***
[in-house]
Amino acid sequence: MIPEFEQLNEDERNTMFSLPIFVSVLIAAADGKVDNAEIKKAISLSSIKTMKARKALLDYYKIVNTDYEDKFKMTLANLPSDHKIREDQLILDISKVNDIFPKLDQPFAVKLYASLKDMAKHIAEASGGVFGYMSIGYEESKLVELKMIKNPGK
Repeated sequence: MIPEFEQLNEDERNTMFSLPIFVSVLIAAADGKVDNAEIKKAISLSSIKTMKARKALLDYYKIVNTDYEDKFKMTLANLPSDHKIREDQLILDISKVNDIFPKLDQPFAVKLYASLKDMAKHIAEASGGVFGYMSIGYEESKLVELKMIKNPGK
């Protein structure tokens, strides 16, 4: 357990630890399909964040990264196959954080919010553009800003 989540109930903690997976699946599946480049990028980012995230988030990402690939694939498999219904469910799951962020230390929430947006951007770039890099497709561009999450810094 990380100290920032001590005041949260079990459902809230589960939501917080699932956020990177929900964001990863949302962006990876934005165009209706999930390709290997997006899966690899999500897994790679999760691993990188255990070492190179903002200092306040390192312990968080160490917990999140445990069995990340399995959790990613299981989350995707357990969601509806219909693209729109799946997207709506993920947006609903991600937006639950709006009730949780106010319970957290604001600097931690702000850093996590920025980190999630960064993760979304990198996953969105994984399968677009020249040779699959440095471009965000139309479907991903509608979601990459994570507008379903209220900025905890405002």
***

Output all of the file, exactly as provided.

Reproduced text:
[in-house]
Amino acid sequence: MIPEFEQLNEDERNTMFSLPIFVSVLIAAADGKVDNAEIKKAISLSSIKTMKARKALLDYYKIVNTDYEDKFKMTLANLPSDHKIREDQLILDISKVNDIFPKLDQPFAVKLYASLKDMAKHIAEASGGVFGYMSIGYEESKLVELKMIKNPGK
Repeated sequence: MIPEFEQLNEDERNTMFSLPIFVSVLIAAADGKVDNAEIKKAISLSSIKTMKARKALLDYYKIVNTDYEDKFKMTLANLPSDHKIREDQLILDISKVNDIFPKLDQPFAVKLYASLKDMAKHIAEASGGVFGYMSIGYEESKLVELKMIKNPGK
């Protein structure tokens, strides 16, 4: 357990630890399909964040990264196959954080919010553009800003 989540109930903690997976699946599946480049990028980012995230988030990402690939694939498999219904469910799951962020230390929430947006951007770039890099497709561009999450810094 990380100290920032001590005041949260079990459902809230589960939501917080699932956020990177929900964001990863949302962006990876934005165009209706999930390709290997997006899966690899999500897994790679999760691993990188255990070492190179903002200092306040390192312990968080160490917990999140445990069995990340399995959790990613299981989350995707357990969601509806219909693209729109799946997207709506993920947006609903991600937006639950709006009730949780106010319970957290604001600097931690702000850093996590920025980190999630960064993760979304990198996953969105994984399968677009020249040779699959440095471009965000139309479907991903509608979601990459994570507008379903209220900025905890405002």